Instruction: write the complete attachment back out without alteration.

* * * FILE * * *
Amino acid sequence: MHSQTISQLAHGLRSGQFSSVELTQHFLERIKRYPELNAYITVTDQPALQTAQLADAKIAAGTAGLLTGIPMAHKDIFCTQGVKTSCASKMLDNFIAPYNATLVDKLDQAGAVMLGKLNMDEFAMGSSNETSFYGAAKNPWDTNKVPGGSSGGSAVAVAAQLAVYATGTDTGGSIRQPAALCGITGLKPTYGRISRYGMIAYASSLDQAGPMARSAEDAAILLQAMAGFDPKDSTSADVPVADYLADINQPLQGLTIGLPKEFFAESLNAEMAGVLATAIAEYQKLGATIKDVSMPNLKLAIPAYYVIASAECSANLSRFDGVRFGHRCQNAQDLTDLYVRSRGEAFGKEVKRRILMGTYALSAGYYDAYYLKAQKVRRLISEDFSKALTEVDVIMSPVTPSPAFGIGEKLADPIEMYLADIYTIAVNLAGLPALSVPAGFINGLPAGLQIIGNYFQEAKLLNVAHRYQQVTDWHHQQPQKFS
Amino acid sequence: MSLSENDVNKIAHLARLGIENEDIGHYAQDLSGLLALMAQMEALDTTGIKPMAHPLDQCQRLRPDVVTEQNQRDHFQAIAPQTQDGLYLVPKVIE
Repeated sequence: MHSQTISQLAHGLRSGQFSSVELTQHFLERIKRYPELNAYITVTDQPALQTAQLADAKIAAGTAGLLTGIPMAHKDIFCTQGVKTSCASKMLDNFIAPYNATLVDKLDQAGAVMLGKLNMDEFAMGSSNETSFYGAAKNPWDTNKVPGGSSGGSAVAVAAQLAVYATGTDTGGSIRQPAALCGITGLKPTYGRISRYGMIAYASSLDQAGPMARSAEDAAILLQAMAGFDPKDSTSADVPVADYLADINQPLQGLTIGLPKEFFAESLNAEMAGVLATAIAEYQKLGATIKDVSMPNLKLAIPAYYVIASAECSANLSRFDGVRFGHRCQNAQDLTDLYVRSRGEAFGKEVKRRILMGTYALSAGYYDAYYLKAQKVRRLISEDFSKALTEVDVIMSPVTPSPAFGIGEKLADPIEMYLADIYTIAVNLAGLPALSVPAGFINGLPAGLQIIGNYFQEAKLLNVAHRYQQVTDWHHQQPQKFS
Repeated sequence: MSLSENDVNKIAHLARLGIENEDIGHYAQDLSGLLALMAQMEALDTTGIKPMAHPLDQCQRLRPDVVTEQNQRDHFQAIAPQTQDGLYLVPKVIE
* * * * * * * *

Amino acid sequence: MHSQTISQLAHGLRSGQFSSVELTQHFLERIKRYPELNAYITVTDQPALQTAQLADAKIAAGTAGLLTGIPMAHKDIFCTQGVKTSCASKMLDNFIAPYNATLVDKLDQAGAVMLGKLNMDEFAMGSSNETSFYGAAKNPWDTNKVPGGSSGGSAVAVAAQLAVYATGTDTGGSIRQPAALCGITGLKPTYGRISRYGMIAYASSLDQAGPMARSAEDAAILLQAMAGFDPKDSTSADVPVADYLADINQPLQGLTIGLPKEFFAESLNAEMAGVLATAIAEYQKLGATIKDVSMPNLKLAIPAYYVIASAECSANLSRFDGVRFGHRCQNAQDLTDLYVRSRGEAFGKEVKRRILMGTYALSAGYYDAYYLKAQKVRRLISEDFSKALTEVDVIMSPVTPSPAFGIGEKLADPIEMYLADIYTIAVNLAGLPALSVPAGFINGLPAGLQIIGNYFQEAKLLNVAHRYQQVTDWHHQQPQKFS
Amino acid sequence: MSLSENDVNKIAHLARLGIENEDIGHYAQDLSGLLALMAQMEALDTTGIKPMAHPLDQCQRLRPDVVTEQNQRDHFQAIAPQTQDGLYLVPKVIE
Repeated sequence: MHSQTISQLAHGLRSGQFSSVELTQHFLERIKRYPELNAYITVTDQPALQTAQLADAKIAAGTAGLLTGIPMAHKDIFCTQGVKTSCASKMLDNFIAPYNATLVDKLDQAGAVMLGKLNMDEFAMGSSNETSFYGAAKNPWDTNKVPGGSSGGSAVAVAAQLAVYATGTDTGGSIRQPAALCGITGLKPTYGRISRYGMIAYASSLDQAGPMARSAEDAAILLQAMAGFDPKDSTSADVPVADYLADINQPLQGLTIGLPKEFFAESLNAEMAGVLATAIAEYQKLGATIKDVSMPNLKLAIPAYYVIASAECSANLSRFDGVRFGHRCQNAQDLTDLYVRSRGEAFGKEVKRRILMGTYALSAGYYDAYYLKAQKVRRLISEDFSKALTEVDVIMSPVTPSPAFGIGEKLADPIEMYLADIYTIAVNLAGLPALSVPAGFINGLPAGLQIIGNYFQEAKLLNVAHRYQQVTDWHHQQPQKFS
Repeated sequence: MSLSENDVNKIAHLARLGIENEDIGHYAQDLSGLLALMAQMEALDTTGIKPMAHPLDQCQRLRPDVVTEQNQRDHFQAIAPQTQDGLYLVPKVIE